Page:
Tag: ACF

ACF PoMoCon #16: Pat Deneen on Lawler


Here at the ACF we’ve started a series of podcasts to remember the late professor of political philosophy and public intellectual Peter Lawler on the third anniversary of his death. Peter was a friend and mentor to many of us at the ACF, as well as many others. The first in the series is a discussion with Prof. Pat Deneen of Notre Dame, who has become famous for his book, Why Liberalism Failed, one of the rare books recommended both by conservatives and former president Barack Obama. We talk about Tocqueville, Strauss, the dangers democracy faces, and the right style for conservatives–the debate between post-modern conservatism and traditional conservatism! Friends, listen, read some Peter Lawler, and share our podcast!

Liberty Valance and the Cactus Rose


So a friend sends me news from the desert! This picture reminded me of the cactus rose in Liberty Valance, a contender for the greatest movie made in America–or anywhere, John Ford’s finest statement on the arrival of the Declaration of Independence, of justice, the laws, and a lawyer (Jimmy Stewart) who teaches a girl (Vera Miles) to read (her Bible, to begin with), to dream of real roses, and to choose the future. But in the past, there’s this other man (John Wayne), who knows she loves the cactus rose–a hardy growth which is beautiful over against the sublime desert–deadly, indifferent to man, eternal. There’s always that lingering memory of nature. The beauty of the vast wild American West reminds us always of freedom.


Titus Digest


Friends, if you’re looking for conservative cultural criticism, I’m your huckleberry, especially this week. To begin with the burning problem of burning down cities, here’s my op-ed today at Law & Liberty, hot off the presses, about how Senator Tom Cotton turned the weapons of liberalism against the liberals in his New York Times op-ed. I explain the terrible things liberalism has done to black Americans and why the lie of systemic racism is necessary to the seemingly moderate elite liberals as it is to the obviously mad Progressive activists.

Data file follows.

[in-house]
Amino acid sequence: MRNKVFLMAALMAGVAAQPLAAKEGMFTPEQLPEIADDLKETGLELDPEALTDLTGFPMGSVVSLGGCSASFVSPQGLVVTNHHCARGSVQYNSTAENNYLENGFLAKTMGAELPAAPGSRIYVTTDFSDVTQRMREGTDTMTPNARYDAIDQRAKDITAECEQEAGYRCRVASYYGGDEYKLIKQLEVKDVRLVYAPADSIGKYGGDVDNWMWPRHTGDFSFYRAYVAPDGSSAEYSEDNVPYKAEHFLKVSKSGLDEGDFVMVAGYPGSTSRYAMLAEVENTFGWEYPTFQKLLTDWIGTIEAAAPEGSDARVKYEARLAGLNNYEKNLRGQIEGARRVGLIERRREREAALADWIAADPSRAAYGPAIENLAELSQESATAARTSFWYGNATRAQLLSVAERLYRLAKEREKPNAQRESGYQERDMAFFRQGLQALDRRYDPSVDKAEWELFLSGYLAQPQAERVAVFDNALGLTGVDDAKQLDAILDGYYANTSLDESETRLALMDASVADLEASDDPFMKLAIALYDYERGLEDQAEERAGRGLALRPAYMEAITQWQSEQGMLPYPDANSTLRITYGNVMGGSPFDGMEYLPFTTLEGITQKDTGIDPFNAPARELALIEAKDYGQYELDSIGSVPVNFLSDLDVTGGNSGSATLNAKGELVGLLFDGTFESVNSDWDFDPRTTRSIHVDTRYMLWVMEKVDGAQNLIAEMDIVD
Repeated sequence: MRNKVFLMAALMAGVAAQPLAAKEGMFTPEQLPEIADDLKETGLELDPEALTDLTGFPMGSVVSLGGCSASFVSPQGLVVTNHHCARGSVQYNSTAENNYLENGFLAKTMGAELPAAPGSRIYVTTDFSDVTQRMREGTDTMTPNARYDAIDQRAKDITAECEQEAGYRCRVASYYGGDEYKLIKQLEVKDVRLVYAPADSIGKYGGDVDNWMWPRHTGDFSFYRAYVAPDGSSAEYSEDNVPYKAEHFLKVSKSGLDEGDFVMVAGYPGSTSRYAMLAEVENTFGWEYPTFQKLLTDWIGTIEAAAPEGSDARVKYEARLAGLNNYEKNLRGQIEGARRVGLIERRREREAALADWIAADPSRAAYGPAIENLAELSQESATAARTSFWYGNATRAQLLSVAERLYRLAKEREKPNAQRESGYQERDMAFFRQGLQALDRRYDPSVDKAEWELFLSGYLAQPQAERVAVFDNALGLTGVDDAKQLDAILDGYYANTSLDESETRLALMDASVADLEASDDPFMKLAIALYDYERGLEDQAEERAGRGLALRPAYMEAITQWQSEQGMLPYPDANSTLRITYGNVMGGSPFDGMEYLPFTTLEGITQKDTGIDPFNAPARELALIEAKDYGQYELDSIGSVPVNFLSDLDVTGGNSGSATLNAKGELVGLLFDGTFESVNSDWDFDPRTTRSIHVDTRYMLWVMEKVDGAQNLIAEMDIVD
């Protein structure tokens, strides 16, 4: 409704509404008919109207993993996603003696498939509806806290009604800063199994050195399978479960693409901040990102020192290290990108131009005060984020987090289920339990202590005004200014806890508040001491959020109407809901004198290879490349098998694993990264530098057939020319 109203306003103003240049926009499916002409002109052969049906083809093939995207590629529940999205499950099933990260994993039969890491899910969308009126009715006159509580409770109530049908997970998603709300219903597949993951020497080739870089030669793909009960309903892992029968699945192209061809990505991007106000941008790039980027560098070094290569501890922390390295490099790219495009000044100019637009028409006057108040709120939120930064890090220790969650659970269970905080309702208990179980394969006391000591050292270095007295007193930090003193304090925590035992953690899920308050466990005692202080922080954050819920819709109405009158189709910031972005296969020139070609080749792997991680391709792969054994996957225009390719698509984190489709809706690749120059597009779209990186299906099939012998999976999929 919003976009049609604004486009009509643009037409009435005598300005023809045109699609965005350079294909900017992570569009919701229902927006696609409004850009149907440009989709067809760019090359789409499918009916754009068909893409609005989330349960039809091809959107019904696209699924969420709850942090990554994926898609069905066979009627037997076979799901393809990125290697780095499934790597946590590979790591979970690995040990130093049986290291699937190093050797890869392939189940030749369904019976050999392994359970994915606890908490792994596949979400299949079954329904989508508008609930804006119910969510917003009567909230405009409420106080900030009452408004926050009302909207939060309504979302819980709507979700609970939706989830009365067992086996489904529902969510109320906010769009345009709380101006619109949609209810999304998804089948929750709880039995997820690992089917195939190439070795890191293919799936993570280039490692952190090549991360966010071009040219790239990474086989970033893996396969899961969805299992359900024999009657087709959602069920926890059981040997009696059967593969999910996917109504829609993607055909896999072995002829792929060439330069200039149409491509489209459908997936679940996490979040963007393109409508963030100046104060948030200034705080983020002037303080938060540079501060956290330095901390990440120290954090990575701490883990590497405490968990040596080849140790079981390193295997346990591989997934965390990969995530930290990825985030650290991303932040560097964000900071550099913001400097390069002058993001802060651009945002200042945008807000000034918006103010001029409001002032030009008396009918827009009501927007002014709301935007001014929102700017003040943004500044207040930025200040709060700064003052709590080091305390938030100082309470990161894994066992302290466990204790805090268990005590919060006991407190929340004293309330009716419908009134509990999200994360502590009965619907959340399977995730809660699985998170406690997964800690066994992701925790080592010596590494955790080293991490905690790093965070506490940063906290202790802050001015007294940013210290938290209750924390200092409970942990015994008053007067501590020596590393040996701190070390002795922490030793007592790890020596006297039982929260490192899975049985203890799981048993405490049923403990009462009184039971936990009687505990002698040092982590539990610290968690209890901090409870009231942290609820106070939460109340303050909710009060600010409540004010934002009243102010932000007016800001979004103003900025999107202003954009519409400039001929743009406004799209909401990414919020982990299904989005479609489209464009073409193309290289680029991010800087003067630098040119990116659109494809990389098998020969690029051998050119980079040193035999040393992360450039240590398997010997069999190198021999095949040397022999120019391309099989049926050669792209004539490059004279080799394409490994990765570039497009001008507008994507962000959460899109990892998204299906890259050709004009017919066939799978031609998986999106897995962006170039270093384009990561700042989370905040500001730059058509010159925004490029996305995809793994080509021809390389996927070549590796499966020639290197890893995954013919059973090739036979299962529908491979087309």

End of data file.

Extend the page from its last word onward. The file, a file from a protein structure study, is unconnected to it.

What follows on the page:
As a companion piece, here’s my debut in the American edition of the Spectator yesterday: I remind America of black conservatism–focusing on family, community, work, and justice through legal action — not just because liberals have silenced the inconvenient voices of American treasures like Denzel Washington, but because young conservatives need him as much as young black men do.

ACF Asia #9: Stray Dog


I talked to John Wilson and Joseph Bottum about Kurosawa’s Stray Dog, a movie about honorable policemen dealing with a generation of lost, confused Japanese youth in the aftermath of WWII, under American occupation, in a period when refounding Japan requires refounding the authority of the laws. Given our time of riots, when Americans are learning how many mad young men and women there are among us, this may be more urgent than we can have liked.

ACF Critic Series #38: Dark City


This week, I talked to Justin Lee about Alex Proyas’s Dark City, the sci-fi neo-noir cult hit of 1998! (Perhaps eclipsed by the Matrix, which came out in 1999 and told a surprisingly similar story, indeed, the production of the latter bought props and sets from the former…)  A man who loses his memory is chased by alien powers through a city of perpetual night, but discovers his super-natural powers in the process. Everything from Plato’s cave to our modern problem with innovation is in discussion.

ACF Memorial Day: Patton


So we’re celebrating Memorial Day and I wrote an essay on Patton, the greatest American war movie. It’s a good day to watch the movie again, and to remember the great man. In my essay, I talk about the importance of great men in times of crisis, the limits of institutions and the specific character of the modern executive, and the way this ties to American character.